Tuesday, January 12, 2010

Krugman's Claim that Europe Does as Well as the US

Krugman argues here that Europe's economy is just as productive and vibrant as the United States' even though Europe is saddled with high taxes, a generous social safety net, and a generally greater role for government in the economy.

His evidence is that even though the United States' growth rate in GDP over the last 15 years appears to be higher than Europe's, if one adjusts for the growth in population, the GDP growth rates are almost identical.

I give Krugman credit for bringing up the reasonable idea of making an adjustment for population growth. I have argued for many years that Japan's "lost decade" in the 1990s, in which its GDP growth rate was approximately 1.5 pts less than ours, could be explained almost entirely by the difference in our population growth rates.

Of course, one could argue that a low population growth rate is a consequence of having poor economic policies. Immigration to your country is less attractive to foreigners than it would otherwise be, and perhaps residents are discouraged from having children.

That being said, the whole idea of comparing growth rates to see which economy is more efficient is stupid. One should look at the overall GDP per capita, wealth level, and standard of living to gauge which economy is doing better. The growth rate is not really of much importance if your standard of living is 28% lower. See here for a list of countries ranked by GDP per capita adjusted for purchasing power parity (PPP).

On top of that, it would seem that growing at the same rate is no great accomplishment for an economy operating at lower productivity. It is much easier to copy what works from a more efficient economy (as the Soviet Union did in the 1930s from the West, as Japan did in the 1950s and 1960s from the United States, and as China is doing now from everybody).

Just to make a simple comparison, France's GDP per capita (PPP adjusted) is 28% lower than that of the US's. That's what we should be focused on -- not whether France has just barely managed to match our GDP growth rate over the last 15 years. The French are still poorer on average, and the most likely reason is the stifling amount of government control over their economy.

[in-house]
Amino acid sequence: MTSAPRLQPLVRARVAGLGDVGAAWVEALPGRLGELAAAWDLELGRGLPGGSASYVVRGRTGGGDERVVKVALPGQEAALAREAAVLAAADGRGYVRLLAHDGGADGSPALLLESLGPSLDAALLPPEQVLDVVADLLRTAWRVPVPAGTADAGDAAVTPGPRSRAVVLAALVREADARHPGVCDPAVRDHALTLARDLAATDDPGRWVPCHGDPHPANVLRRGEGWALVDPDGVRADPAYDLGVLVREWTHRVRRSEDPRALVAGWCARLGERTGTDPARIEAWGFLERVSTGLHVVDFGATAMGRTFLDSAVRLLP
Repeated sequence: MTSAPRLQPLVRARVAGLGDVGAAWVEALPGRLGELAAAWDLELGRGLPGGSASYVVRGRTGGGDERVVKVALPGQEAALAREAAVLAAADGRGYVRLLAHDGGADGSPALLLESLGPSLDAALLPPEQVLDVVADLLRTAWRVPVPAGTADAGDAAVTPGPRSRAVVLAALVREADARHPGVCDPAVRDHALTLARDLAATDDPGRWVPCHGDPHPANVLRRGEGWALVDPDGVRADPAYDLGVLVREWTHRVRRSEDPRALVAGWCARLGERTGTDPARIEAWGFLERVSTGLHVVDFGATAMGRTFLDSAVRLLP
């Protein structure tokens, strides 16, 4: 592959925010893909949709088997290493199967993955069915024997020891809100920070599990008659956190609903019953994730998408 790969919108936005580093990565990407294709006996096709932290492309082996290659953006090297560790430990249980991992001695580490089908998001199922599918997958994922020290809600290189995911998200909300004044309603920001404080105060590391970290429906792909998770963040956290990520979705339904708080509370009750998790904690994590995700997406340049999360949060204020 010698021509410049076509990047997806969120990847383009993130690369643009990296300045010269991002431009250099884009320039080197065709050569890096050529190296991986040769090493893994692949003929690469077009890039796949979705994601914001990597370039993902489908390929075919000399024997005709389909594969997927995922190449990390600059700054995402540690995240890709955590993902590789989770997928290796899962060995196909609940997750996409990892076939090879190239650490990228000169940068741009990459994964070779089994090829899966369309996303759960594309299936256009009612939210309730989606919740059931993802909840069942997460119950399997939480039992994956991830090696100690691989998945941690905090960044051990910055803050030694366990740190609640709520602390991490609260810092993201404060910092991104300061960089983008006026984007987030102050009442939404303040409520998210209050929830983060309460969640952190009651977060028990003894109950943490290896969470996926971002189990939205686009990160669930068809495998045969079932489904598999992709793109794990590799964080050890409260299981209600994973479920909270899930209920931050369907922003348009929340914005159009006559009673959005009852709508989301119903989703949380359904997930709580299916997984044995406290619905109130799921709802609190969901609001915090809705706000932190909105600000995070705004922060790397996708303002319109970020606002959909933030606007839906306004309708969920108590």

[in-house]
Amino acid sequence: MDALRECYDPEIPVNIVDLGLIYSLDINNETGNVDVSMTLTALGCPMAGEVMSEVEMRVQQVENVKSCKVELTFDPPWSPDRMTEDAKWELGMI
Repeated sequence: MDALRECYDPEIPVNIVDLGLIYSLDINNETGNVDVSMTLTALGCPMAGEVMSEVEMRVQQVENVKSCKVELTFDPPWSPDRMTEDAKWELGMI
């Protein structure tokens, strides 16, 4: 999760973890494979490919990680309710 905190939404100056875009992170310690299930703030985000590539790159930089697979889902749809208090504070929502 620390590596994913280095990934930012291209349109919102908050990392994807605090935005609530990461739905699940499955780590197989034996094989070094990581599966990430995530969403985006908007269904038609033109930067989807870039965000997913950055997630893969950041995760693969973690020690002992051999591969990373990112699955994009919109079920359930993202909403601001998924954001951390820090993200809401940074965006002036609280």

Oh, and one final note. The Europeans are getting a free ride off of the United States in many ways, and yet they still have a lower standard of living. The main area is defense, where the US essentially shoulders the entire burden of keeping the world peace.

Sunday, January 10, 2010

Why Didn't the Tech Bubble Cause a Financial Crisis?

On Friday, Paul Krugman had this to say about why the collapse of the tech stock bubble in 2000 didn't bring about the same sort of financial crisis we just experienced.

The short answer is that while the stock bubble created a lot of risk, that risk was fairly widely diffused across the economy. By contrast, the risks created by the housing bubble were strongly concentrated in the financial sector. As a result, the collapse of the housing bubble threatened to bring down the nation’s banks. And banks play a special role in the economy. If they can’t function, the wheels of commerce as a whole grind to a halt.

Why did the bankers take on so much risk? Because it was in their self-interest to do so. By increasing leverage — that is, by making risky investments with borrowed money — banks could increase their short-term profits. And these short-term profits, in turn, were reflected in immense personal bonuses. If the concentration of risk in the banking sector increased the danger of a systemwide financial crisis, well, that wasn’t the bankers’ problem.

Krugman's op-eds are usually infuriating because he writes a lot of false stuff that he knows to be false. In this case, I'm willing to concede that he genuinely doesn't understand what he's talking about.

The true short answer is that the Nasdaq bubble collapse was not an outlier event. It was seen as a reasonably high probability event by everybody throughout the financial system. Options on internet stocks were trading with implied volatility of hundreds of percent per annum, and long-term options on even the boring S&P 500 index were trading at over 20% implied volatility -- extraordinarily high by historical standards. So when the Nasdaq fell over 75% and the S&P fell almost 50% over a period of 18 months, financial professionals were not terribly surprised.